What’s the design in a nutshell?
An ambitious strategy to make the entire city of Amsterdam circular, from green energy to sustainable food systems.
Why is it needed?
Many of us, as individuals, communities and businesses, can make small contributions to reduce waste, pollution and, subsequently, our carbon footprints. But, the truth is, we need robust laws and policies to make a significant impact. Governments – state, local, and federal – not only have a responsibility to act but can hold us accountable and have a lot of tools at their disposal to accelerate our fight against climate change.
How does it work?
The Amsterdam Circular Strategy aims to halve the use of new raw materials by 2030 and to achieve a fully circular city by 2050. The 2020-2025 strategic plan sets out a roadmap for each of the value chains that shape the circular economy: food and waste streams, consumer goods and the built environment. Some notable elements of the strategy include making it easier for residents to consume regional products; boosting infrastructure for sharing platforms; and ensuring by 2025, 50% of all building refurbishment and maintenance operations follow the principles of circular construction.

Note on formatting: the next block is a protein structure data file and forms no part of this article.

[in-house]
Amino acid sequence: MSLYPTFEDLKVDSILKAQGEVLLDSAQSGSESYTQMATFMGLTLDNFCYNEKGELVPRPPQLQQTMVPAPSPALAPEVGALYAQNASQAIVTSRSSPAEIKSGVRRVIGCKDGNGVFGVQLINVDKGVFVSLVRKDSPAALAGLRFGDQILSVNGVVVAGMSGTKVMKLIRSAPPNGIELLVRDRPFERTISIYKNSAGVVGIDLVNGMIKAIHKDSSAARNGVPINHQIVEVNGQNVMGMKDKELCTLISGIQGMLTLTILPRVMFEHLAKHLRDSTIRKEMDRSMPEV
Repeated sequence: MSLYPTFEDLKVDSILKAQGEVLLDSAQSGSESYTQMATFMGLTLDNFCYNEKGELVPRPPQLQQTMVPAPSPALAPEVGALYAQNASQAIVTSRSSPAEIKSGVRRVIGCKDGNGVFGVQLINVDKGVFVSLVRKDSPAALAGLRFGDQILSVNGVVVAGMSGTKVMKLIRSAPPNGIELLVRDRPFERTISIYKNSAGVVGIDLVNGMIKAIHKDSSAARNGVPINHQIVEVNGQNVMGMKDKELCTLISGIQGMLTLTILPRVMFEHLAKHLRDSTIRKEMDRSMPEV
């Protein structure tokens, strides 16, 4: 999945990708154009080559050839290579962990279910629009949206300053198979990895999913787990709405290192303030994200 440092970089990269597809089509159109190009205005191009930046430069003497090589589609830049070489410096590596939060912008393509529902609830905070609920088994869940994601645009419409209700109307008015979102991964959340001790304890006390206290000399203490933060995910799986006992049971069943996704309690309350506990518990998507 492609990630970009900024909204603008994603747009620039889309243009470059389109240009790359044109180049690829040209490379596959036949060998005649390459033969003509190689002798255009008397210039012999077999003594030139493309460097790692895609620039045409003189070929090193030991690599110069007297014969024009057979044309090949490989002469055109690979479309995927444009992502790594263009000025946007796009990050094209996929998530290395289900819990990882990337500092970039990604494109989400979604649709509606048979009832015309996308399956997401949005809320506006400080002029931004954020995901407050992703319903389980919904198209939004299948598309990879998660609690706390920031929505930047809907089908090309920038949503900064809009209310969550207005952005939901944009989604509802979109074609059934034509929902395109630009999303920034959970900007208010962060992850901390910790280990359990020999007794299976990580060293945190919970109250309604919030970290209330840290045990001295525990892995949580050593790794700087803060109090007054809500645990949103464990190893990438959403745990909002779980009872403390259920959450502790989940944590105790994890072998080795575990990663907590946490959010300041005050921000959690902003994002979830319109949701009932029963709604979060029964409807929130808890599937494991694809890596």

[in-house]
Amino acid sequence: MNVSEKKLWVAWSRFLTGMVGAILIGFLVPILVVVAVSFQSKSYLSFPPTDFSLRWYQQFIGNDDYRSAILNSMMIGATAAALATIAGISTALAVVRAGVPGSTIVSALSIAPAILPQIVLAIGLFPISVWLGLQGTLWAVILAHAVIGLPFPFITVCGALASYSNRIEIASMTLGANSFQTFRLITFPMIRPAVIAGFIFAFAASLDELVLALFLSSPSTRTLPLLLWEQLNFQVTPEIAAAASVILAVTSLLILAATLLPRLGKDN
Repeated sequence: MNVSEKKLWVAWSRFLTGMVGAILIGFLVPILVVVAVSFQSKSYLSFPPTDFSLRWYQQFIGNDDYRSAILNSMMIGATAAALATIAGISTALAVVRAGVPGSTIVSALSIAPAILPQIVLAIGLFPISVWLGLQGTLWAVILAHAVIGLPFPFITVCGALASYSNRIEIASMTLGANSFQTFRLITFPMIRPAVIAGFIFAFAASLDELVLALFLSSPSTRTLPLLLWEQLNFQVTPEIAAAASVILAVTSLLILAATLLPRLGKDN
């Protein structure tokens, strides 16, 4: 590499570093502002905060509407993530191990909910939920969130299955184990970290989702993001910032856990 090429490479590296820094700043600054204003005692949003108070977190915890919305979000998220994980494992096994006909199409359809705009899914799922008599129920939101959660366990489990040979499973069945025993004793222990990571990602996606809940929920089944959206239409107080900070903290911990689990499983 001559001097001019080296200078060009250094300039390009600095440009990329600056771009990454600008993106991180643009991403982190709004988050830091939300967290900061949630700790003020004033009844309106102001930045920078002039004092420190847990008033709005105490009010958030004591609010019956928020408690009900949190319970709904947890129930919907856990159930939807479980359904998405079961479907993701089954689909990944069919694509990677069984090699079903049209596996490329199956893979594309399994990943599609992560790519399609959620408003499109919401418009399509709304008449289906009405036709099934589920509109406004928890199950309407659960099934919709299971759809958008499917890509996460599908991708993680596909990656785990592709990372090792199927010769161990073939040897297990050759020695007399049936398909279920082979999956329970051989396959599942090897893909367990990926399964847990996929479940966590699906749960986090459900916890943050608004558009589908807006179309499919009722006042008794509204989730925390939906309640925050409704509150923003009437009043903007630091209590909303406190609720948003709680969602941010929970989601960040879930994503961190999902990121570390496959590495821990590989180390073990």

In addition, the strategy leans on the 'doughnut’ principle' of the British economist Kate Raworth. A model that describes how societies and businesses can contribute to economic development while still respecting the limits of the planet.
"Circular economies have also proven to increase competitiveness, stimulate innovation and boost economic growth."
How does it improve life?
Currently, the production of materials we use every day accounts for 45% of the CO2 emissions. Circular strategies, where we reuse raw and other materials over and over again, not only ensure we don’t deplete the Earth’s resources but are also great for business. Circular economies have also proven to increase competitiveness, stimulate innovation and boost economic growth. According to the European Parliament, the industry will create more than 700,000 jobs in the EU alone by 2030, which will only increase with further adoption.
What’s the impact to date or projected impact?
To map their impact, Amsterdam will use a monitoring tool to determine the social and ecological impact of the transition. The monitor will chart the extent to which Amsterdam’s economy has become circular and identifies areas in which more needs to be done. “The monitor will enable us to measure whether our goals of halving the use of primary raw materials by 2030 and becoming 100% circular by 2050 are feasible,” reports the city.